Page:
PROSCIUTTO

by Ed Halmagyi

Instructions

It’s a pretty special pig that gets to eat parmesan every day. Then again, it takes a pretty special pig to make prosciutto.

Many varieties of prosciutto ham are made throughout Italy including San Daniele from Friuli, Carpegna made in Urbino, and the acorn ham called Prosciutto di Ghianda from San Leo.

But the greatest prosciutto is made in Parma, an ancient city in northern Italy that is also home to parmesan cheese. You see, these lucky pigs are fed on a blended diet that includes corn, barley and the leftover whey from the production of parmesan. This protein-rich diet increases the muscle content of the pigs without the need for exercise, which in turn yields a rich, supple and flavoursome ham.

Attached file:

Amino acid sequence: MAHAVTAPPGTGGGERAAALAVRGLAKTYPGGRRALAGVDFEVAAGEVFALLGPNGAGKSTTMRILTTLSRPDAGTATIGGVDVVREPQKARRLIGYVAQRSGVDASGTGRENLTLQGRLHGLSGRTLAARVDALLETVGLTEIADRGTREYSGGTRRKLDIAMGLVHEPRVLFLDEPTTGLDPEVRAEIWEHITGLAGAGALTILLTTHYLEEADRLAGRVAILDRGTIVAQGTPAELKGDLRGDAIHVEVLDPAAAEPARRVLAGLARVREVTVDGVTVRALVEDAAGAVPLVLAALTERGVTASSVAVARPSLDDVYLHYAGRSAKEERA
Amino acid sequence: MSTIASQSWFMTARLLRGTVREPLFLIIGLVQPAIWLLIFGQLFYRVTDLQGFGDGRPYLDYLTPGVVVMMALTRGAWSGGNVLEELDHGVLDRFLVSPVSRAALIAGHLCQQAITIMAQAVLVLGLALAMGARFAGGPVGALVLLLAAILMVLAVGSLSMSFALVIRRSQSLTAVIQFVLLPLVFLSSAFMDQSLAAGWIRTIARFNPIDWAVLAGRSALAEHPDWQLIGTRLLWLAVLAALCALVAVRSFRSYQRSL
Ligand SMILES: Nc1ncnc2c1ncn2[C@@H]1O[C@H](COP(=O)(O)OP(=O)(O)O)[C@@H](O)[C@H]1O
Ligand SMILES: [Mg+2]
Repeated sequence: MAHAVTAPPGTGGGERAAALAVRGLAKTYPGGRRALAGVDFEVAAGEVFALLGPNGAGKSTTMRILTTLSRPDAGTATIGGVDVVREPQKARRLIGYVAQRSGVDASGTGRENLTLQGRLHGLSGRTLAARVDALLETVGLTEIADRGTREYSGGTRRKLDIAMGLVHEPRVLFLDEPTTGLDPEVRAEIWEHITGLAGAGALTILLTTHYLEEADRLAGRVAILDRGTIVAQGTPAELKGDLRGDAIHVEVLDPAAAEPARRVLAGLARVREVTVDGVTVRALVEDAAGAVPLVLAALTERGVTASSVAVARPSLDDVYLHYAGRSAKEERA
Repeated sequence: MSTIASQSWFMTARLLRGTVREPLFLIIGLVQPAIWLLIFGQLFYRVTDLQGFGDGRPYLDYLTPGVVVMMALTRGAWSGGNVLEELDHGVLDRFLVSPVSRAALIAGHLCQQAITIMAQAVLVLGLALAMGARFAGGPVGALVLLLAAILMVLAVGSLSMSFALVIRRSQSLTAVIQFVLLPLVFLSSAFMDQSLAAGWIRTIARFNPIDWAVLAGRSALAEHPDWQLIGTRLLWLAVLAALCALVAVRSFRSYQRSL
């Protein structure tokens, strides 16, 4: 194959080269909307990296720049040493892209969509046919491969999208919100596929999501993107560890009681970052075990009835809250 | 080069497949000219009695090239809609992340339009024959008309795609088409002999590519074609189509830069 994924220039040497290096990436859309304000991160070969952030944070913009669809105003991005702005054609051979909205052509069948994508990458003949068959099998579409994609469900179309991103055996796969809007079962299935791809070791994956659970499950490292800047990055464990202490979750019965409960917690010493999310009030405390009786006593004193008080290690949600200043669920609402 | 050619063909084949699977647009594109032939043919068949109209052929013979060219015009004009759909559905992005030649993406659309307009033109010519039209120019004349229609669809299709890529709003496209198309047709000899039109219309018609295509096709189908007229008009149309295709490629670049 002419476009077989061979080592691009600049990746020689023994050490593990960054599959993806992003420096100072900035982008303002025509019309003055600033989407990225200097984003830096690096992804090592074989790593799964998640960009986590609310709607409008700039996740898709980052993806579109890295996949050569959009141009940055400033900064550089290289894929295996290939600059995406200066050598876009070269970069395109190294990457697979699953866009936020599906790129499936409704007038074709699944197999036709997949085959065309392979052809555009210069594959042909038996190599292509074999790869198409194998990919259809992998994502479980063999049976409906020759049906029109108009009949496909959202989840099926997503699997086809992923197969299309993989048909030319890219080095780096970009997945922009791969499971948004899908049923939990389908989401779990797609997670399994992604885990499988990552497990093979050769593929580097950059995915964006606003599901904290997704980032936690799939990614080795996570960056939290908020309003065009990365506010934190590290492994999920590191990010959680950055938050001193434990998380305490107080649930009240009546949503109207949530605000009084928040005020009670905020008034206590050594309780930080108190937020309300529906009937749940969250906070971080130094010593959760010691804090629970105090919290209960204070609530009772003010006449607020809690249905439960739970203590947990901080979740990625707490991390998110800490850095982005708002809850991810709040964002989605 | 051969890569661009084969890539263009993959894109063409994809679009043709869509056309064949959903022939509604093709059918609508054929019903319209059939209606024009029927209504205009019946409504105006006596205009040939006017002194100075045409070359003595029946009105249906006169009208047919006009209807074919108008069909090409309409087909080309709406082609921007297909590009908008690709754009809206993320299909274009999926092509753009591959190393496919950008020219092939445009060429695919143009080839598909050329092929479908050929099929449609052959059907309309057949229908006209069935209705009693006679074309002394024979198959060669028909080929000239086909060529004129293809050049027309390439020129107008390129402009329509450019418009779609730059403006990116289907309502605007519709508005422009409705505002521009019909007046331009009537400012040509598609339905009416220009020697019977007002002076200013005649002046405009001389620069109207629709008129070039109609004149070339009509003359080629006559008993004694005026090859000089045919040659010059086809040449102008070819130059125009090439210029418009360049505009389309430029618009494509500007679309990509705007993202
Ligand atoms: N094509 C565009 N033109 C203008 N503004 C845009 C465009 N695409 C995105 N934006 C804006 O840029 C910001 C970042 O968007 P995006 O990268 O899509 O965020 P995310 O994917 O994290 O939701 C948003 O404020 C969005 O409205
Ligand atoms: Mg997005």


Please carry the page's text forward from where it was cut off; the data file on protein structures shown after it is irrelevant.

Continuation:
Prosciutto can come in both the classic cured (crudo) variety, as well as a cooked (cotto) version similar to English ham. The curing process can take up to three years, although most commercial prosciutto is sold after just nine months.

The pork legs are first butchered to a rounded shape with the bone intact before being salted and pressed for 60 days. Once the salts have done their work the legs are rinsed twice and left to air-dry in a cool and draughty place.

As the ham dries it will lose up to 40% of its initial weight. This concentrates both the texture and the flavour. Therein lies the difference between good and great prosciutto. The aged hams have a sweet and intense perfume that lingers long after the delicate texture has melted away. By contrast, younger and cheaper prosciutto still tastes of uncooked pork and has a noticeably stringy mouthfeel.

Spend the extra time to track down an authentic aged Parma ham, and spend the extra money it will cost. Indulge yourself in true prosciutto and come to understand to flavour and beauty that gave prosciutto its place in the culinary pantheon.
Shaved prosciutto with nectarines and goats cheese

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